Advice from Cathy LeFrançois:

“Just like the leg extension, when using a seated leg curl, you should focus on your body position and the direction of your toes.  Remember that your hamstrings are composed of 3 major muscles; seated leg curls tend to target your inner hamstring muscles.  But you can also engage your calf muscles by pointing your toes upward (dorsiflex).  To reach more muscles, try alternating sets of leg curls with your ankle dorisflexed (toes pointed toward knees), with sets of leg curls with your ankle plantarflexed (toes pointed outward like a ballet dancer). I’ll frequently change leg and toe positioning so that I can target every angle of my legs.”

 

 

TuffStuff Pro XL Half Rack PXLS-7910

Half Rack for Squats

Main Muscles Worked: Full Body including Quadriceps, Gluteus Maximus, Hamstrings

A half rack, which is also known by other names — such as a squat cage, power cage or squat rack — is a type of strength training equipment used for free weight barbell workouts.  Unlike the Smith machine, it doesn’t have movement restrictions and users must stabilize the bar.  The half rack consists of four vertical posts that include parallel bar catches or rails on each side.  This offers the greatest exercise flexibility.  TuffStuff’s Pro XL half rack is great for leg exercises, empowering users to perform numerous types of squats, lunges, and deadlifts.

Advice from Cathy LeFrançois:

“Be sure you use proper squat form, to protect your lower back and knees.  Start slow and work with a comfortable weight.  Don’t get caught up in the ego trap of adding plates to impress others.  Focus on your form! ”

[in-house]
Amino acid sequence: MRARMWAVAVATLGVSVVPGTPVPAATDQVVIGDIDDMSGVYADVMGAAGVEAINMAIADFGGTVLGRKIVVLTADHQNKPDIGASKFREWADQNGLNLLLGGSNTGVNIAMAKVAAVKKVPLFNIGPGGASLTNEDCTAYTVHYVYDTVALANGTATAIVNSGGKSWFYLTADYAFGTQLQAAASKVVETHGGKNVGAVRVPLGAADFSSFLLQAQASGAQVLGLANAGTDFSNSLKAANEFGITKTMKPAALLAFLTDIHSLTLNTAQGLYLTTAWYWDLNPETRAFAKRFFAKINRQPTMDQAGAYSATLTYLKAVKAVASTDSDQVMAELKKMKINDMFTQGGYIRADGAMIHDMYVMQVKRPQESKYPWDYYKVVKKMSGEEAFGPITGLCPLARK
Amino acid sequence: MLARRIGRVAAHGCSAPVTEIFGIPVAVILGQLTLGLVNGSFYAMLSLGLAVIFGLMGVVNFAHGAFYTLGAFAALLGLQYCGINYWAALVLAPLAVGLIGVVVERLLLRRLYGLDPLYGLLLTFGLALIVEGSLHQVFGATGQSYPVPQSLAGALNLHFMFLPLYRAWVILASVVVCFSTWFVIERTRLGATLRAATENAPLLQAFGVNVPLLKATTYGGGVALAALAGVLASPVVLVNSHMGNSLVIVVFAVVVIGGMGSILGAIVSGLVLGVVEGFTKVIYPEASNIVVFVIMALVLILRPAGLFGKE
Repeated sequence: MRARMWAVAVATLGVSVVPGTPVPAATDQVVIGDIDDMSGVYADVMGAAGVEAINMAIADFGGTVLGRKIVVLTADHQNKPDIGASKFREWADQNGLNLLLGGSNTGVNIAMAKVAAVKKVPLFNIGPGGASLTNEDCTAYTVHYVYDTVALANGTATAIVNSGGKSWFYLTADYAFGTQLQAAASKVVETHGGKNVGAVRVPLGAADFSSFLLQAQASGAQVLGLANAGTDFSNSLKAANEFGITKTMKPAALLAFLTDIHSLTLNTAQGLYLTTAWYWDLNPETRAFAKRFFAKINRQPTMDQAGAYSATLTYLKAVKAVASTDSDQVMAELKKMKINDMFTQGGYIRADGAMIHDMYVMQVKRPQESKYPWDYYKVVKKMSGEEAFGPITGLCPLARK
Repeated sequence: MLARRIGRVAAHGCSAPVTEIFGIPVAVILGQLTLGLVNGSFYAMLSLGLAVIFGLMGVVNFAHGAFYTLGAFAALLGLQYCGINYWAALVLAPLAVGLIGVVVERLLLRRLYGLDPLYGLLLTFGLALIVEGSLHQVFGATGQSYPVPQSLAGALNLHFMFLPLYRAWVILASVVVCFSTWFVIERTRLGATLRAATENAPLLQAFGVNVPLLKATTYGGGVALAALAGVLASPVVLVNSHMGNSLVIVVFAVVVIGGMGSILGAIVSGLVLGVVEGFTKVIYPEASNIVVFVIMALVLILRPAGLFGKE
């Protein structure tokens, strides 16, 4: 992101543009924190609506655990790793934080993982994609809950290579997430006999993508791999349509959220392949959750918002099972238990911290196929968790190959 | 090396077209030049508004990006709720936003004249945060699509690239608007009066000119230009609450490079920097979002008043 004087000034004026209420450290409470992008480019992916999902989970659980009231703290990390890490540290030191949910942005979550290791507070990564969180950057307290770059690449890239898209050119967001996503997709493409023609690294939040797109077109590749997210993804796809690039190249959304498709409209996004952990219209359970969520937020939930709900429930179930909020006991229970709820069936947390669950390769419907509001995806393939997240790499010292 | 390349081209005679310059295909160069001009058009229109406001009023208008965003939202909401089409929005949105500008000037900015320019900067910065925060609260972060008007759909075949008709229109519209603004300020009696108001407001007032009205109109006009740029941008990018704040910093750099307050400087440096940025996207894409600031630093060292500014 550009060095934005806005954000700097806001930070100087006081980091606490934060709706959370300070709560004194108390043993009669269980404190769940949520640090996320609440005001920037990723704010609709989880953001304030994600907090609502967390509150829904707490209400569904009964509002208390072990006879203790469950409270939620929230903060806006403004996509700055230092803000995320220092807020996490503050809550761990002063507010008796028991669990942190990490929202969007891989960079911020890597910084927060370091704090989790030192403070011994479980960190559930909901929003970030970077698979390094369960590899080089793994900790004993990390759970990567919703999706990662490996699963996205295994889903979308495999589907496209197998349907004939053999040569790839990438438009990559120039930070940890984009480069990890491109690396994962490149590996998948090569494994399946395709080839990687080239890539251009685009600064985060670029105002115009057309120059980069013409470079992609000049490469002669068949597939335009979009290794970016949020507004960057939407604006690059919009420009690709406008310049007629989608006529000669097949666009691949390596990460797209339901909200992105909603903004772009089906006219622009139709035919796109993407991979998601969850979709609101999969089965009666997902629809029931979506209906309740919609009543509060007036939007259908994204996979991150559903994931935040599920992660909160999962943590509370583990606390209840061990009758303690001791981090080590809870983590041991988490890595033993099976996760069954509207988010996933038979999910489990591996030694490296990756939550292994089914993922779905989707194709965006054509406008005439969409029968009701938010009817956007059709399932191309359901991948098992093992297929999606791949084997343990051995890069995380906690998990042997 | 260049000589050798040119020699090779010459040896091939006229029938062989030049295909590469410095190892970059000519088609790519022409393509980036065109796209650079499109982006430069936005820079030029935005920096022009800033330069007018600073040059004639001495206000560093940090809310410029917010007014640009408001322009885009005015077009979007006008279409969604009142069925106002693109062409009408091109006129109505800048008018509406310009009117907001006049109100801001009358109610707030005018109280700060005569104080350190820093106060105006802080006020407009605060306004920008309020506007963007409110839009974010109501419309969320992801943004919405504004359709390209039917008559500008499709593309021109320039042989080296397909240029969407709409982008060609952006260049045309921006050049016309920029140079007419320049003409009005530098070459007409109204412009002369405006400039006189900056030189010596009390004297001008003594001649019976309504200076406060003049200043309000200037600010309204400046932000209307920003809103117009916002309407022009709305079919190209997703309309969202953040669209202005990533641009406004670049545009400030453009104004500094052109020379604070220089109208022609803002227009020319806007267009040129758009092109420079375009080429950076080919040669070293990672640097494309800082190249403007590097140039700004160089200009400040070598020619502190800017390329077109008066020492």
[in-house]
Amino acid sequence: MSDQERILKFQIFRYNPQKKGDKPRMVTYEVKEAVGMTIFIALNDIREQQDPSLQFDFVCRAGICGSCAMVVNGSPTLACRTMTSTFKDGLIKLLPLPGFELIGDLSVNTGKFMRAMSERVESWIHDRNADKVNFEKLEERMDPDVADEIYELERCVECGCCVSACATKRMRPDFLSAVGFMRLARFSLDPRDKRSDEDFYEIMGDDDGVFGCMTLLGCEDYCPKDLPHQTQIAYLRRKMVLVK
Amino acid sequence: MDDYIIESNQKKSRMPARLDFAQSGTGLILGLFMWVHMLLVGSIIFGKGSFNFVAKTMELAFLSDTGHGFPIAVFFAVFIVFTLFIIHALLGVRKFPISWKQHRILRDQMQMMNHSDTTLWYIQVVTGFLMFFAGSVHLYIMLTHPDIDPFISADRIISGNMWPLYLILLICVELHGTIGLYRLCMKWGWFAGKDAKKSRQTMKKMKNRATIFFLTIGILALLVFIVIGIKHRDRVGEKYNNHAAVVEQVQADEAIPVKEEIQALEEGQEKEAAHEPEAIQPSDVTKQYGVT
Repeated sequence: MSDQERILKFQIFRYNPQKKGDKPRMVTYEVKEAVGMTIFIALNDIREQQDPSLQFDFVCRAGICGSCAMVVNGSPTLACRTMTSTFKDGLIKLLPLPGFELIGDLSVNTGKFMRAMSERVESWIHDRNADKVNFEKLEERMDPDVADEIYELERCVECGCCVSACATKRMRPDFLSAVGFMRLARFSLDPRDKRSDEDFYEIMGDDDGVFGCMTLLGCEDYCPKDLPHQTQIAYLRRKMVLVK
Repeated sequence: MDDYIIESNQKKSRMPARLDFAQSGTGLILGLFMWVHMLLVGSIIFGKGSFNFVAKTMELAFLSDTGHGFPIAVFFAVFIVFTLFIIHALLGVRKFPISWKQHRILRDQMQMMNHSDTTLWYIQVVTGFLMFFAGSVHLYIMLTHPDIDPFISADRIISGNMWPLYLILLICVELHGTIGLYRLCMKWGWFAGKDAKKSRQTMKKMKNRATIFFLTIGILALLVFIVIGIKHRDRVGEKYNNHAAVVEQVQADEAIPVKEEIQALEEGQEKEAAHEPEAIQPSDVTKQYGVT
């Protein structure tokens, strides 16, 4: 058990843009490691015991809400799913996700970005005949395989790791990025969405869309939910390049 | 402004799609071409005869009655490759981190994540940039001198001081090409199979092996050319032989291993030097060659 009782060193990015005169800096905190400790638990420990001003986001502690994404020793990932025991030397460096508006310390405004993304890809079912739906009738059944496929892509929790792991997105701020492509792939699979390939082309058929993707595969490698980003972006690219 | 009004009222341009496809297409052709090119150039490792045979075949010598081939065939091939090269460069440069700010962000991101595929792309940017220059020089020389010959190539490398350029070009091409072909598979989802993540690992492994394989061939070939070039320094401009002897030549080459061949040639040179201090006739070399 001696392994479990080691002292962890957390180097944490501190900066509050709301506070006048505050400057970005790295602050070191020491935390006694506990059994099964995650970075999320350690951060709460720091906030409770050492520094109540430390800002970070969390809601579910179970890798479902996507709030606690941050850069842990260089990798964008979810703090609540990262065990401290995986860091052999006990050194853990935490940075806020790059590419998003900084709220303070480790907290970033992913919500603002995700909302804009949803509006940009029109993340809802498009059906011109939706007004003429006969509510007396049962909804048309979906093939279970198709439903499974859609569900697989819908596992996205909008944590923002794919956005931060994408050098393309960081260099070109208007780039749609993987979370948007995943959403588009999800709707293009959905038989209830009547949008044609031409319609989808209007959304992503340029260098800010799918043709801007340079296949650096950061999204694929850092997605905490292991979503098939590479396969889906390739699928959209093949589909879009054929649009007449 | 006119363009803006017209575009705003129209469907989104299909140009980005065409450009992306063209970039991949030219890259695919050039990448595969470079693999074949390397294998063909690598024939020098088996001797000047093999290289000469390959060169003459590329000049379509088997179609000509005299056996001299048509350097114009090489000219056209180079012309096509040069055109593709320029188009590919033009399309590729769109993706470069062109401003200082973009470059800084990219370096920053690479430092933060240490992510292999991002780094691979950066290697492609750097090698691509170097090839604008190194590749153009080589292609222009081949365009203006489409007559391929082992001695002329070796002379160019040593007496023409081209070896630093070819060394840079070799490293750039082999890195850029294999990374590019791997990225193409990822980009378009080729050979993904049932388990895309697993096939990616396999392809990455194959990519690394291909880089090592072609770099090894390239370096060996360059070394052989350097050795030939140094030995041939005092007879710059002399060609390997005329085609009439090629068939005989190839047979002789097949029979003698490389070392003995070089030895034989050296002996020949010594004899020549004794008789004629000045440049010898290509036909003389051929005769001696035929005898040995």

Safety Tips for Leg Workouts

  • Before attempting to use any type of fitness equipment for the first time, have a personal trainer help you design a workout routine.  Have an exercise plan, and know the proper body positioning to safely use the machine.
  • Be sure your form is correct.  To have the most effective leg workouts, you must have proper form to utilize the entire range of motion, and prevent injuries.
  • Avoid excessive forward movement of the knee during squatting and lunging movements.

When buying fitness equipment, quality matters.  At TuffStuff we have a wide range of strength training machines for leg workouts that target a variety of leg muscle groups.  Since 1971, we’ve offered the highest quality equipment, including residential, light commercial and full commercial strength equipment.  Please contact us to learn more.